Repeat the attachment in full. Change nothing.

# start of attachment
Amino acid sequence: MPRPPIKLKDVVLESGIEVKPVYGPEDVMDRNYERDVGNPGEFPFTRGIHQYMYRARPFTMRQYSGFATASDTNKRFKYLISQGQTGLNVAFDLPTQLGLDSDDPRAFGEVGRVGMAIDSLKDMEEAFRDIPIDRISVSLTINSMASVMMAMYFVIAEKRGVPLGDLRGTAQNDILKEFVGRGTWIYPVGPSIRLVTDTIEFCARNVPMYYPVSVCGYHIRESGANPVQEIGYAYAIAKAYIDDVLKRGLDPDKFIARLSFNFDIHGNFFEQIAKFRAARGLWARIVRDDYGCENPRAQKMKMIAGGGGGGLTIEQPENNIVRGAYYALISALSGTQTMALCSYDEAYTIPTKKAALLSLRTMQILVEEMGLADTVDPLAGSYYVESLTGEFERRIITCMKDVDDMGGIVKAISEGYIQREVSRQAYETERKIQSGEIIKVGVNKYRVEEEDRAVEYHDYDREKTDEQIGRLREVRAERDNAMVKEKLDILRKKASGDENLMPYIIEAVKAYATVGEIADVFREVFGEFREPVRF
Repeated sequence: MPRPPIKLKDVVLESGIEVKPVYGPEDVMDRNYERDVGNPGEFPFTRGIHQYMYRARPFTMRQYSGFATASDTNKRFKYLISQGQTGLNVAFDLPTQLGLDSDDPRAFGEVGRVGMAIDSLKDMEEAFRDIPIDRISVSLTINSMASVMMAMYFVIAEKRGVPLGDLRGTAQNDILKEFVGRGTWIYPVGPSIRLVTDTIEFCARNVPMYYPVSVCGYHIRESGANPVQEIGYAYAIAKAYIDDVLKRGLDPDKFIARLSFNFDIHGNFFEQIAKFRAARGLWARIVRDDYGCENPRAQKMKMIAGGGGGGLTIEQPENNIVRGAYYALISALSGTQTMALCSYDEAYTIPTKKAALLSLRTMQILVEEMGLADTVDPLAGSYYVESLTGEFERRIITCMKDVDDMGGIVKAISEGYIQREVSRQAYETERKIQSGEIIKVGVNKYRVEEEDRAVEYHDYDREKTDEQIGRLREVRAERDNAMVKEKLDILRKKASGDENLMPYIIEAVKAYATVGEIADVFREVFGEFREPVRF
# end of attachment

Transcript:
Amino acid sequence: MPRPPIKLKDVVLESGIEVKPVYGPEDVMDRNYERDVGNPGEFPFTRGIHQYMYRARPFTMRQYSGFATASDTNKRFKYLISQGQTGLNVAFDLPTQLGLDSDDPRAFGEVGRVGMAIDSLKDMEEAFRDIPIDRISVSLTINSMASVMMAMYFVIAEKRGVPLGDLRGTAQNDILKEFVGRGTWIYPVGPSIRLVTDTIEFCARNVPMYYPVSVCGYHIRESGANPVQEIGYAYAIAKAYIDDVLKRGLDPDKFIARLSFNFDIHGNFFEQIAKFRAARGLWARIVRDDYGCENPRAQKMKMIAGGGGGGLTIEQPENNIVRGAYYALISALSGTQTMALCSYDEAYTIPTKKAALLSLRTMQILVEEMGLADTVDPLAGSYYVESLTGEFERRIITCMKDVDDMGGIVKAISEGYIQREVSRQAYETERKIQSGEIIKVGVNKYRVEEEDRAVEYHDYDREKTDEQIGRLREVRAERDNAMVKEKLDILRKKASGDENLMPYIIEAVKAYATVGEIADVFREVFGEFREPVRF
Repeated sequence: MPRPPIKLKDVVLESGIEVKPVYGPEDVMDRNYERDVGNPGEFPFTRGIHQYMYRARPFTMRQYSGFATASDTNKRFKYLISQGQTGLNVAFDLPTQLGLDSDDPRAFGEVGRVGMAIDSLKDMEEAFRDIPIDRISVSLTINSMASVMMAMYFVIAEKRGVPLGDLRGTAQNDILKEFVGRGTWIYPVGPSIRLVTDTIEFCARNVPMYYPVSVCGYHIRESGANPVQEIGYAYAIAKAYIDDVLKRGLDPDKFIARLSFNFDIHGNFFEQIAKFRAARGLWARIVRDDYGCENPRAQKMKMIAGGGGGGLTIEQPENNIVRGAYYALISALSGTQTMALCSYDEAYTIPTKKAALLSLRTMQILVEEMGLADTVDPLAGSYYVESLTGEFERRIITCMKDVDDMGGIVKAISEGYIQREVSRQAYETERKIQSGEIIKVGVNKYRVEEEDRAVEYHDYDREKTDEQIGRLREVRAERDNAMVKEKLDILRKKASGDENLMPYIIEAVKAYATVGEIADVFREVFGEFREPVRF